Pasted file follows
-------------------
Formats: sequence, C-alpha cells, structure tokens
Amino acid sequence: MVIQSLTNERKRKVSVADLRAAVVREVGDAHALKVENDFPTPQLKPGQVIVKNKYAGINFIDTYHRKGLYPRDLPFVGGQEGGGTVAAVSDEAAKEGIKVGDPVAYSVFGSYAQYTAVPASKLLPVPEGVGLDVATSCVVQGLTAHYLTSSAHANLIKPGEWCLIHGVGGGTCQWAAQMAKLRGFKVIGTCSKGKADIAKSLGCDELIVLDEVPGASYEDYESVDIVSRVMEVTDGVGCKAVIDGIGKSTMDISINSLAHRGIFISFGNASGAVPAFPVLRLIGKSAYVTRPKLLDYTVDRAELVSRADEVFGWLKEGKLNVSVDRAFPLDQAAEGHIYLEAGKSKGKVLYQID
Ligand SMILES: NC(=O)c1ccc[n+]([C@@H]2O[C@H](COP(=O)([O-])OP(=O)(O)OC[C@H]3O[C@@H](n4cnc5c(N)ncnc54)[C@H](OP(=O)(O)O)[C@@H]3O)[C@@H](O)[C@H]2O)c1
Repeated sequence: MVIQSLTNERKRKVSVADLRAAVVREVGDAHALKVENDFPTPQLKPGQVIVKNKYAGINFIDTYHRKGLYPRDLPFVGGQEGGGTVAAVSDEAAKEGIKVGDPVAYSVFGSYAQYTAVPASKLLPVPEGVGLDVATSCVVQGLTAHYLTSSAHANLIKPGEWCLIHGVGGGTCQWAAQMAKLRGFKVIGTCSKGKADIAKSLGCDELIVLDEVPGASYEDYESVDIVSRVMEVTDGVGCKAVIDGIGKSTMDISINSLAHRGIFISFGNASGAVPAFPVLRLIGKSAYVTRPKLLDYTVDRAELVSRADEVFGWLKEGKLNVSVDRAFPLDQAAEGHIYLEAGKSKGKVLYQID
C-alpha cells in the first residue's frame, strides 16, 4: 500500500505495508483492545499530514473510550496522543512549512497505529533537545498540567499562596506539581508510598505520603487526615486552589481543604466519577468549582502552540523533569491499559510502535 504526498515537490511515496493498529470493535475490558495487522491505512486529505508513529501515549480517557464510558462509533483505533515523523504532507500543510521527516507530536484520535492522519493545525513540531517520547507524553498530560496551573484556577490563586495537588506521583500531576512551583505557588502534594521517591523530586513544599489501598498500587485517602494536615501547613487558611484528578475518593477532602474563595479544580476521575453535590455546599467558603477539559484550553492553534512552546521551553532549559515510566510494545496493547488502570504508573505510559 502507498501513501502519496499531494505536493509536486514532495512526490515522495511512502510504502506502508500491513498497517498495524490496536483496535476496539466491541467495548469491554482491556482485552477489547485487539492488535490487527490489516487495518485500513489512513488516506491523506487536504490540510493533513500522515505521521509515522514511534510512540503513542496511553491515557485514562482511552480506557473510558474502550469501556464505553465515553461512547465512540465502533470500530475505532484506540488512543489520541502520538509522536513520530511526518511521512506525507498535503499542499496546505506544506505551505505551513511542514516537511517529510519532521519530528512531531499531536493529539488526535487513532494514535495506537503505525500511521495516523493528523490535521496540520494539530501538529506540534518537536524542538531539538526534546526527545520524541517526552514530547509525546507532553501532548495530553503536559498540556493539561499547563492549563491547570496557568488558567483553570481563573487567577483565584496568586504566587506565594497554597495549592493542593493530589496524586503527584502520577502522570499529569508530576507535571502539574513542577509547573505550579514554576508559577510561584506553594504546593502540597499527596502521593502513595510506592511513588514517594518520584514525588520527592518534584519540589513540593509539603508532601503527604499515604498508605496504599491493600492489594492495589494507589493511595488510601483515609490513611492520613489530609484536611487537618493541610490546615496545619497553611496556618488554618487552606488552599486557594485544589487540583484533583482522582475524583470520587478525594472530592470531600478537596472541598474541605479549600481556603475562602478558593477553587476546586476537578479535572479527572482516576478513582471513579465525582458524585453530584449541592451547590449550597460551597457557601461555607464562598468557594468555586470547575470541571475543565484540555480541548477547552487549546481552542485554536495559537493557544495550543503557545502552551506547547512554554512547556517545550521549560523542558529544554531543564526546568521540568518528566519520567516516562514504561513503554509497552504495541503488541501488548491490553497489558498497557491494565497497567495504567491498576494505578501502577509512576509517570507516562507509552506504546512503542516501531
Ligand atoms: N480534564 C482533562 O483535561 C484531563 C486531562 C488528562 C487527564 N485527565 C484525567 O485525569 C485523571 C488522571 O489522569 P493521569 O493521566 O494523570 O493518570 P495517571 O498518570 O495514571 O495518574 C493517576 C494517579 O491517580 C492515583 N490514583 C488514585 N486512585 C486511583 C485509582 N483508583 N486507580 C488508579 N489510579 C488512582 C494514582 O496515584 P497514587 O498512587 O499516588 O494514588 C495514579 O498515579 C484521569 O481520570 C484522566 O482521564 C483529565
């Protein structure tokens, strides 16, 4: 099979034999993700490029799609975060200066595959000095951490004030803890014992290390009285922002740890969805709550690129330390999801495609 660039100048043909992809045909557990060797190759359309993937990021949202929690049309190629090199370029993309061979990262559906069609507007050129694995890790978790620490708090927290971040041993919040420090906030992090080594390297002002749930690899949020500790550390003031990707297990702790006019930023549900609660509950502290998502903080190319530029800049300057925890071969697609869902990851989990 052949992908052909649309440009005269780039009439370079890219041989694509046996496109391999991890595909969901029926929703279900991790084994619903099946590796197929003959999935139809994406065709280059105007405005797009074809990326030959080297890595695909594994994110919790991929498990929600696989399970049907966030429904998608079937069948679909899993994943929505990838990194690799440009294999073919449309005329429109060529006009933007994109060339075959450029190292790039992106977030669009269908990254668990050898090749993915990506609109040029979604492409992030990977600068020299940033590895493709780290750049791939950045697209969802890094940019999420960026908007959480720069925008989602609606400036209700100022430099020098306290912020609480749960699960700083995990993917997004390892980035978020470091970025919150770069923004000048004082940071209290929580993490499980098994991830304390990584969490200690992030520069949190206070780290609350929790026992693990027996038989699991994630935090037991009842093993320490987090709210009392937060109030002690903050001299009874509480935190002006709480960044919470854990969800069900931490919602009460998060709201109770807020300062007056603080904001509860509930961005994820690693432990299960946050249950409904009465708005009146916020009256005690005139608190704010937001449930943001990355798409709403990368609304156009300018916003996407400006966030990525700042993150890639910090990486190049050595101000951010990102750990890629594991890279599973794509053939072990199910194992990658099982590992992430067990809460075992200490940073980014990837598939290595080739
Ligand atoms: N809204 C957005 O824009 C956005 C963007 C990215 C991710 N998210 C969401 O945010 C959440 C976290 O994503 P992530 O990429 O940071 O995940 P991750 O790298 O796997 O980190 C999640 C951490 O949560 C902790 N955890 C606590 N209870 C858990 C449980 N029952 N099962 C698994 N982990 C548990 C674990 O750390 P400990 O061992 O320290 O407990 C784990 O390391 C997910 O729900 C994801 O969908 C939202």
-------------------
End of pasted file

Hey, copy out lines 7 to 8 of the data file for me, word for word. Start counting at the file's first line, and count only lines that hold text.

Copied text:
């Protein structure tokens, strides 16, 4: 099979034999993700490029799609975060200066595959000095951490004030803890014992290390009285922002740890969805709550690129330390999801495609 660039100048043909992809045909557990060797190759359309993937990021949202929690049309190629090199370029993309061979990262559906069609507007050129694995890790978790620490708090927290971040041993919040420090906030992090080594390297002002749930690899949020500790550390003031990707297990702790006019930023549900609660509950502290998502903080190319530029800049300057925890071969697609869902990851989990 052949992908052909649309440009005269780039009439370079890219041989694509046996496109391999991890595909969901029926929703279900991790084994619903099946590796197929003959999935139809994406065709280059105007405005797009074809990326030959080297890595695909594994994110919790991929498990929600696989399970049907966030429904998608079937069948679909899993994943929505990838990194690799440009294999073919449309005329429109060529006009933007994109060339075959450029190292790039992106977030669009269908990254668990050898090749993915990506609109040029979604492409992030990977600068020299940033590895493709780290750049791939950045697209969802890094940019999420960026908007959480720069925008989602609606400036209700100022430099020098306290912020609480749960699960700083995990993917997004390892980035978020470091970025919150770069923004000048004082940071209290929580993490499980098994991830304390990584969490200690992030520069949190206070780290609350929790026992693990027996038989699991994630935090037991009842093993320490987090709210009392937060109030002690903050001299009874509480935190002006709480960044919470854990969800069900931490919602009460998060709201109770807020300062007056603080904001509860509930961005994820690693432990299960946050249950409904009465708005009146916020009256005690005139608190704010937001449930943001990355798409709403990368609304156009300018916003996407400006966030990525700042993150890639910090990486190049050595101000951010990102750990890629594991890279599973794509053939072990199910194992990658099982590992992430067990809460075992200490940073980014990837598939290595080739
Ligand atoms: N809204 C957005 O824009 C956005 C963007 C990215 C991710 N998210 C969401 O945010 C959440 C976290 O994503 P992530 O990429 O940071 O995940 P991750 O790298 O796997 O980190 C999640 C951490 O949560 C902790 N955890 C606590 N209870 C858990 C449980 N029952 N099962 C698994 N982990 C548990 C674990 O750390 P400990 O061992 O320290 O407990 C784990 O390391 C997910 O729900 C994801 O969908 C939202």